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Nurses on the picket line outside the Mater Hospital. Leah Farrell/

By all means stand with the nurses when they strike, but don't stand by when others do the same

Rightly or wrongly, valuable jobs do not automatically mean good pay or conditions.

WHEN NURSES WENT on strike across the country on Wednesday, there were reports that one out of every three cars that drove past were beeping. live feed from a picket outside the Mater Hospital had a little less beeping, but still a very considerable number of motorists showing solidarity.

Earlier this week, opinion polls on both and Claire Byrne Live put support for the nurses strike at about 75%.

Add to that the countless Stand with Nurses banners online and it’s clear to see that the INMO has a level of support among the public that’s unprecedented in recent years.

This is a positive step. The public standing in solidarity with people who want better pay and conditions is something that as a society we should applaud.

It does however shed more evidence on a growing trend that sees people deciding that some workers are entitled to strive for better when others are not.

It has somehow become acceptable for people unconnected to a given industry to decide what a group of workers in it should receive. And by extension, whether they should get a pay rise.

Contrast those poll figures with the 2016 Luas drivers dispute that had over 75% against the striking drivers.

This despite the fact that the company paying the Luas drivers is a multinational French company that last year had revenues of €6.6 billion. Not the public purse, as is the case with the nurses.

In fact, several arguments were made this week that praised the work of the nurses while for no reason denigrating that done by the Luas drivers.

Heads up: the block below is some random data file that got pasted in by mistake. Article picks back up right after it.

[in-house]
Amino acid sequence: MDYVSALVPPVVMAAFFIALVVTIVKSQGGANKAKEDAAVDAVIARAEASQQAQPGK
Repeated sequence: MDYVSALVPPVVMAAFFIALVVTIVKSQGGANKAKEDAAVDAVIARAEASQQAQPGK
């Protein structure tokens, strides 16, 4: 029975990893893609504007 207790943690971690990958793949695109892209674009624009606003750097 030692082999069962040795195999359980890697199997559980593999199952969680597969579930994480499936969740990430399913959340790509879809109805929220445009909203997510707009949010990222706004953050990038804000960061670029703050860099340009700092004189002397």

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It’s not the first time either. During the Luas dispute, the drivers were disparagingly and misleadingly compared to others in the medical profession, this time junior doctors.

In the Dáil on Thursday, Ruth Coppinger TD accused the government of doing similar by “pitting workers against each other ” to “divide and conquer” industrial disputes.  

Tánaiste Simon Coveney denied that charge, suggesting Coppinger wanted to encourage more strikes. 

To be clear, this is not about comparing the work done by nurses and Luas drivers.

They are very different jobs and the public rightly places a great importance on the care provided by nurses and sees the conditions they work under. 

But this is about acknowledging a number of things.

The first is that rates of pay, rightly or wrongly, are not simply based on the value the public places on a particular job. Or even how difficult that work is.

Wages are also not set based on whether an individual or their chosen profession is seen as moral or good, or even whether the public places a high value on it.

As the recent survey of Irish executive pay showed, seven-figure salaries are frequently in the realm of banks, bookies and construction firms. Not exactly industries seen by the public as bastions of morality.

What’s more, wages are not set in proportion to the amount of time an individual spent in college either. Ask any PhD student.

Instead, pay is more likely to be based on the employer’s profits and the demand for the position in question.

And that latter point is the nurses’ primary argument in this dispute, that staff shortages have created a demand for their work that is not being met by adequate pay.

They’re probably right too such is the level of agency nursing and hospital overcrowding

Again, none of this is ideal but it is the reality.

And in acknowledging that reality it must also be accepted that any group of workers knows their own employment status better than anyone else.

And it’s for that reason that in any pay dispute those taking the action should at least be given a sympathetic ear. Not least because the improvement of pay standards is to everyone’s benefit. 

Stand with the nurses when they strike yes, but don’t stand by when others do the same.

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